Whilst the general vacancy in Dubai’s commercial space stands at around 20 per cent, and a little higher in the strata sphere, Grade A space is in short supply with a vacancy of less than 5 per cent, according to Robertson. Maclean already sees a long list of potential clients in its order book, which tracks demand looking three years ahead. “Corporations are very slow in making up their minds, so we know what they’re going to do in 2018 pretty much today, and are very confident that we can pre-let a significant portion of this building,” he says.
Dubai is again benefitting from distress in the region, with a lot of international companies showing that they want to use the emirate as a strategic staging post to do business with countries in the region, such as Iran, Maclean points out.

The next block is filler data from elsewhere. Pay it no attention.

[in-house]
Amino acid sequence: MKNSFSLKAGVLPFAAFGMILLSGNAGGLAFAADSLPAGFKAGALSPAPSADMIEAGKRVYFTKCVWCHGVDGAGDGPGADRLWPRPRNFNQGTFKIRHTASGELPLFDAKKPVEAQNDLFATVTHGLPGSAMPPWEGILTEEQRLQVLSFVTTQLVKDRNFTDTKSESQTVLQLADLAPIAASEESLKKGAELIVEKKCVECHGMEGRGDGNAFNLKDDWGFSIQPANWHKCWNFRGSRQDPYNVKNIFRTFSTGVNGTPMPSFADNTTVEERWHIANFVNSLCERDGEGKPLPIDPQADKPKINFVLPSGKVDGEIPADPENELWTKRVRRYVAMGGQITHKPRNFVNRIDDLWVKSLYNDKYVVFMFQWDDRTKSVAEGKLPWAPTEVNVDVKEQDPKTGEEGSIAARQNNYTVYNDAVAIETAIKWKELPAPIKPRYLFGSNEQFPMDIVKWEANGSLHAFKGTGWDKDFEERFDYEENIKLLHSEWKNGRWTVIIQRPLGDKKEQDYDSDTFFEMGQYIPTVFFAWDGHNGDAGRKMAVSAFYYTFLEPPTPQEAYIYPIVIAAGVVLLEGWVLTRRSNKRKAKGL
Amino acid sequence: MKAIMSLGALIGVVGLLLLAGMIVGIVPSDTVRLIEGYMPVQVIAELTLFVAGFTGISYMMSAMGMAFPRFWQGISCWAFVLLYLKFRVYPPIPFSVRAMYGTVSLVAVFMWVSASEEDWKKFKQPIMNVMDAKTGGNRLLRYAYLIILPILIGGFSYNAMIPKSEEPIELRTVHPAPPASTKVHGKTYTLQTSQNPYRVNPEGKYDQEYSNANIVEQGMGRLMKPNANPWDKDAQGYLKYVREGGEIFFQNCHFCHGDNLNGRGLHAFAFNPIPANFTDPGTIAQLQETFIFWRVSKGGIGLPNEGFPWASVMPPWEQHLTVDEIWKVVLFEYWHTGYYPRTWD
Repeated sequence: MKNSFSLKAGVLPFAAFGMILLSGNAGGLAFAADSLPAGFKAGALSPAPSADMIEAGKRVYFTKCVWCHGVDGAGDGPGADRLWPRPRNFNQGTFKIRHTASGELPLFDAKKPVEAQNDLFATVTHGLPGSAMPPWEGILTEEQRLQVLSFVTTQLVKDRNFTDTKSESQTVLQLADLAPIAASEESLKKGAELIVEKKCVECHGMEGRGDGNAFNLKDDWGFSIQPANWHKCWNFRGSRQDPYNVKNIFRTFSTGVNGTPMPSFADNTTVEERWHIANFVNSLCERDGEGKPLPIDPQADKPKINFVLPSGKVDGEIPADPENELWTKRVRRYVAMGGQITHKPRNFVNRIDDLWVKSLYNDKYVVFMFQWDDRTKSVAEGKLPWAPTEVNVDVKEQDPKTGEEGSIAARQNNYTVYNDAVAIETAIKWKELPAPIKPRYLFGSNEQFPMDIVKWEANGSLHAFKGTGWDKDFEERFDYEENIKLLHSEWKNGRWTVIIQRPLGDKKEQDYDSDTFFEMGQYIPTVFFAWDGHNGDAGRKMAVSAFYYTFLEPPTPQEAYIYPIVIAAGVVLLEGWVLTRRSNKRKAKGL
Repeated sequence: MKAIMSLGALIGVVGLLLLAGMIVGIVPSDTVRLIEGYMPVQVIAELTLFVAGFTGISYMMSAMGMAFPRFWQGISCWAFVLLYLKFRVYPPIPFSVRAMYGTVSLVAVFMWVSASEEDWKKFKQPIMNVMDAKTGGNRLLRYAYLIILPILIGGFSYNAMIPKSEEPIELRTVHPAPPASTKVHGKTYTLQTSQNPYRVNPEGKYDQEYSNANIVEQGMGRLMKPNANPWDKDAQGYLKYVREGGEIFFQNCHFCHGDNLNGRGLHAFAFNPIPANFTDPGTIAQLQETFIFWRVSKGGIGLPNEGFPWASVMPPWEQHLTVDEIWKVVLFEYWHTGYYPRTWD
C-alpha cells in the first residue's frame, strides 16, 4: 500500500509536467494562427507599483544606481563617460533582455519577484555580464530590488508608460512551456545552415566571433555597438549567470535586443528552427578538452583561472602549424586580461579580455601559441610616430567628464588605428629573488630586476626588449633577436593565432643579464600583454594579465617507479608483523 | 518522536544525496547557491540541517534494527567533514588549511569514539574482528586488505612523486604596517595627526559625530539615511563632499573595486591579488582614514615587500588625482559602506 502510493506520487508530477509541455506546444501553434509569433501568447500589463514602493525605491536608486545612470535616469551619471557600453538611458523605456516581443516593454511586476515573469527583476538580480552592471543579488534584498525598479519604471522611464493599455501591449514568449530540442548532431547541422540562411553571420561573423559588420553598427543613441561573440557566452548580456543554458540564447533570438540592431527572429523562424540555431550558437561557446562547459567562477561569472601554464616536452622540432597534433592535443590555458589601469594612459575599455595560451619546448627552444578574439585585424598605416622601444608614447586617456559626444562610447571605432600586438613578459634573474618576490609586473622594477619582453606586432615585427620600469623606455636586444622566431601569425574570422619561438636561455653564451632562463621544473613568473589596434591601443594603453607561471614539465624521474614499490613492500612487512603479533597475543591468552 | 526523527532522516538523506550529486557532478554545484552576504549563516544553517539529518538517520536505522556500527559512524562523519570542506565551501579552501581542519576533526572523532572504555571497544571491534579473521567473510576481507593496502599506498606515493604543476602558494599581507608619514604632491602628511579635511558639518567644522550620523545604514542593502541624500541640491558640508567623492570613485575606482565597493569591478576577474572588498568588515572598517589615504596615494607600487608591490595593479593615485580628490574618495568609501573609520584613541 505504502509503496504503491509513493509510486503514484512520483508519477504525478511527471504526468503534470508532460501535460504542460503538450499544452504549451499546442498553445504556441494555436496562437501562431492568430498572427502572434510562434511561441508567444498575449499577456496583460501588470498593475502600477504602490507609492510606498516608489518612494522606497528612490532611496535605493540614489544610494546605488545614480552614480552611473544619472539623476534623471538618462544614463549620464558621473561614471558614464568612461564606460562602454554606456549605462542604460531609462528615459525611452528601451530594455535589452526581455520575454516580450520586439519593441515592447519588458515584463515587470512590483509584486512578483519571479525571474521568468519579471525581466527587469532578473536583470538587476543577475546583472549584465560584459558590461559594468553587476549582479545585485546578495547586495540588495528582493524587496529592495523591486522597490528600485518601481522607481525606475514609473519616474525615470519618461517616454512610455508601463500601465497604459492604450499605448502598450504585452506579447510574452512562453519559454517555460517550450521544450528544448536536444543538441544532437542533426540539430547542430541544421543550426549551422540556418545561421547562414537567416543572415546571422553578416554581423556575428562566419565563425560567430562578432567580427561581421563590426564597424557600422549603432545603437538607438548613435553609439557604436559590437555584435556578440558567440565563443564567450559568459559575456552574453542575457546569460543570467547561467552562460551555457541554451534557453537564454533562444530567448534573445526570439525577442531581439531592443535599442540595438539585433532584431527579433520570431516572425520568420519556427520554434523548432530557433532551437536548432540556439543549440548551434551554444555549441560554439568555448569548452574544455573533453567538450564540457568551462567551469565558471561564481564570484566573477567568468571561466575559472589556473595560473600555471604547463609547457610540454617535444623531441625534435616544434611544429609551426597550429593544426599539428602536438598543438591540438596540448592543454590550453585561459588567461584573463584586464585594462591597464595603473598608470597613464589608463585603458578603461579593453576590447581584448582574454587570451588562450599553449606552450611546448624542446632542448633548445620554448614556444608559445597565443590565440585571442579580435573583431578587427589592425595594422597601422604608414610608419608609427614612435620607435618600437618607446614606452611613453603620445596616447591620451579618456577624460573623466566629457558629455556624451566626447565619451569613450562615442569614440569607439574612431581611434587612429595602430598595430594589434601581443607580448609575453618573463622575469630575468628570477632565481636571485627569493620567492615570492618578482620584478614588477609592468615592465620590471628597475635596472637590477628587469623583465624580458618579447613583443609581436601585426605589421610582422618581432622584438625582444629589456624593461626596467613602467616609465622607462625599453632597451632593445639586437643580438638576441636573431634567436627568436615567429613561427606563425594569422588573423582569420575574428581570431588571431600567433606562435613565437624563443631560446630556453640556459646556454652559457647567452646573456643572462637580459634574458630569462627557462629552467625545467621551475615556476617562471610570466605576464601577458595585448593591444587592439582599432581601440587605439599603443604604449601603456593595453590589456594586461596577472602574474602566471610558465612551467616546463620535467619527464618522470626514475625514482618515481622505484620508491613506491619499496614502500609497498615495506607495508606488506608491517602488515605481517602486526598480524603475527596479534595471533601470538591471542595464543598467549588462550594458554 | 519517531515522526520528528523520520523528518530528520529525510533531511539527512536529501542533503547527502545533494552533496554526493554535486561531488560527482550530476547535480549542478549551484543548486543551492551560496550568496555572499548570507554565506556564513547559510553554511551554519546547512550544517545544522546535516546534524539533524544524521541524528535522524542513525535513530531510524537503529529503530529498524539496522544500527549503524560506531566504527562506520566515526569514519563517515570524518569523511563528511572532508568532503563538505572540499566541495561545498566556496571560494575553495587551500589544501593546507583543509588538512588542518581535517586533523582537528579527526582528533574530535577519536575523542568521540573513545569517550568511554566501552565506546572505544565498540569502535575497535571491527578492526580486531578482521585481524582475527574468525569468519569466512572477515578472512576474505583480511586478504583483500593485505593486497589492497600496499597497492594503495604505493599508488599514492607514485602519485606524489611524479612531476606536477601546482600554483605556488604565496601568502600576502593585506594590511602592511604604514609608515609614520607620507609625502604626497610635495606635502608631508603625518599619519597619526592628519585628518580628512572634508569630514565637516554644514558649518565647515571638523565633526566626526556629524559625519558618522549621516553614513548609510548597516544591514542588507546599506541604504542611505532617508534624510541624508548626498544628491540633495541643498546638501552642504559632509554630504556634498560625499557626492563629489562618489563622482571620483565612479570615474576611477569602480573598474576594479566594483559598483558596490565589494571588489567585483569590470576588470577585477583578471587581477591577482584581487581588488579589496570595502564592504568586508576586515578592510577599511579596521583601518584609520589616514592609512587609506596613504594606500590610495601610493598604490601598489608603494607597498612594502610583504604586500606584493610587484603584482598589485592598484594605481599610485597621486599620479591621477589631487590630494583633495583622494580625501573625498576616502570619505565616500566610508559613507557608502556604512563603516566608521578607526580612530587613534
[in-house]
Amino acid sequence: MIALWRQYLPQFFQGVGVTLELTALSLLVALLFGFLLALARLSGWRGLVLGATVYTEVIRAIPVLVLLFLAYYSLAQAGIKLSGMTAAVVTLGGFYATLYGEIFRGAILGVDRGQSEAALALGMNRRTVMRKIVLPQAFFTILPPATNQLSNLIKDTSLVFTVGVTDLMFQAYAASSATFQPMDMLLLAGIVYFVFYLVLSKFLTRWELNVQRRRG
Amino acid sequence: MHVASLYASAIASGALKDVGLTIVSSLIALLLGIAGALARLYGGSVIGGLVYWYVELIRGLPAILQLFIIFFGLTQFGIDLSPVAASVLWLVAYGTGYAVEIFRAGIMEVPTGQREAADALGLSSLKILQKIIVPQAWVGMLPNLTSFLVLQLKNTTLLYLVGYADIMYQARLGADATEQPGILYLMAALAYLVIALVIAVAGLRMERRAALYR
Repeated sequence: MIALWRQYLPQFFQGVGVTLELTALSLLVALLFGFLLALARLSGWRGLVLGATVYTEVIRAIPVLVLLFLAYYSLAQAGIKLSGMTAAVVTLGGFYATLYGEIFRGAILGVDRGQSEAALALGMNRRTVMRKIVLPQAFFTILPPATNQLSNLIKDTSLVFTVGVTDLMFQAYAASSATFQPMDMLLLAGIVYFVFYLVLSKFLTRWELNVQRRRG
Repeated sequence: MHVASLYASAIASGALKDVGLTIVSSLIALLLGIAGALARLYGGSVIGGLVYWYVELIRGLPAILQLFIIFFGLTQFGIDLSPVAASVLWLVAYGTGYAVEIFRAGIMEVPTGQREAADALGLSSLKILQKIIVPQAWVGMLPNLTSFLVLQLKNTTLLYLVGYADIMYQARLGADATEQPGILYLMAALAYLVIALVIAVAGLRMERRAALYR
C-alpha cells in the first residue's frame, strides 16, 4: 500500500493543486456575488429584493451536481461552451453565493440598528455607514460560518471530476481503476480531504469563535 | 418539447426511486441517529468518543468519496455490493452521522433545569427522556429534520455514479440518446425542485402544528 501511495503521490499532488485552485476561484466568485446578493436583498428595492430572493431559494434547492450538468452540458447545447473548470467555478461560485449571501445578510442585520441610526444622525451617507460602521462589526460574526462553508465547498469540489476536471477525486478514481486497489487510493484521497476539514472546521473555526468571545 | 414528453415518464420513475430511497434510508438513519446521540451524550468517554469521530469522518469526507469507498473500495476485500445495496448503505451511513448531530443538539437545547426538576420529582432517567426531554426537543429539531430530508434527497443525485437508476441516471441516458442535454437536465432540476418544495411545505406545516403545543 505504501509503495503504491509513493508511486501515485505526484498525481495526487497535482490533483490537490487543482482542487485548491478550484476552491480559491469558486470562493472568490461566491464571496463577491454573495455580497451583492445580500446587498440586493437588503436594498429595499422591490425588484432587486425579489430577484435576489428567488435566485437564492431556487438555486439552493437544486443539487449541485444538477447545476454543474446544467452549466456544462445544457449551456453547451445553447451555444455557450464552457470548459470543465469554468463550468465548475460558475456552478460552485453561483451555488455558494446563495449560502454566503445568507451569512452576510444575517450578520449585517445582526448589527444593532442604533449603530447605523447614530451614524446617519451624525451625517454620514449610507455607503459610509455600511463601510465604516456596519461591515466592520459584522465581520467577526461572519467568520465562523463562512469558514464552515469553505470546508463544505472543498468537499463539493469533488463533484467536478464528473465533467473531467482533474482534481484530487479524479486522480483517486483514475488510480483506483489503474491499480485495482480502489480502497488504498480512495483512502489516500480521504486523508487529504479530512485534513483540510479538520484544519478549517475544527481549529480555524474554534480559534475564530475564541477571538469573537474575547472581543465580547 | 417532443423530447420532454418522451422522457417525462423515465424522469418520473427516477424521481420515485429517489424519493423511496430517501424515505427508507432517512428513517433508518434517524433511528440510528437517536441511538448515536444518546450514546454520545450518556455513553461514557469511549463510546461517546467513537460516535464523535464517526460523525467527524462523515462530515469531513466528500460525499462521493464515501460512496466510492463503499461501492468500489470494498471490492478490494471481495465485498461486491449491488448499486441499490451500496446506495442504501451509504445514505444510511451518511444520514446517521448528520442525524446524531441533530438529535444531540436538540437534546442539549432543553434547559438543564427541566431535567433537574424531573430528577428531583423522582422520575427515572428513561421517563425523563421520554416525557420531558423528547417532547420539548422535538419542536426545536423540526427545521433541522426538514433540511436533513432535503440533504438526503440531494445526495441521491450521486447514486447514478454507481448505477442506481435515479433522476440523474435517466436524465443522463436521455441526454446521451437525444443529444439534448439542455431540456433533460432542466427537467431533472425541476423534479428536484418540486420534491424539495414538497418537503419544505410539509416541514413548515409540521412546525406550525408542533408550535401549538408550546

Brookfield, for instance, has just made a bold financial statement investing itself into the project. “This is really important as it creates trust and kick starts an international institutional investment market here, as institutions tend to follow one another. In spite of the uncertainty in the global economy, the volume of capital that is flowing around the world looking for investments is enormous, there are lots interested in the Dubai story, and will follow Brookfield,” Maclean adds.
Source: Nicole Walter, Special to Property Weekly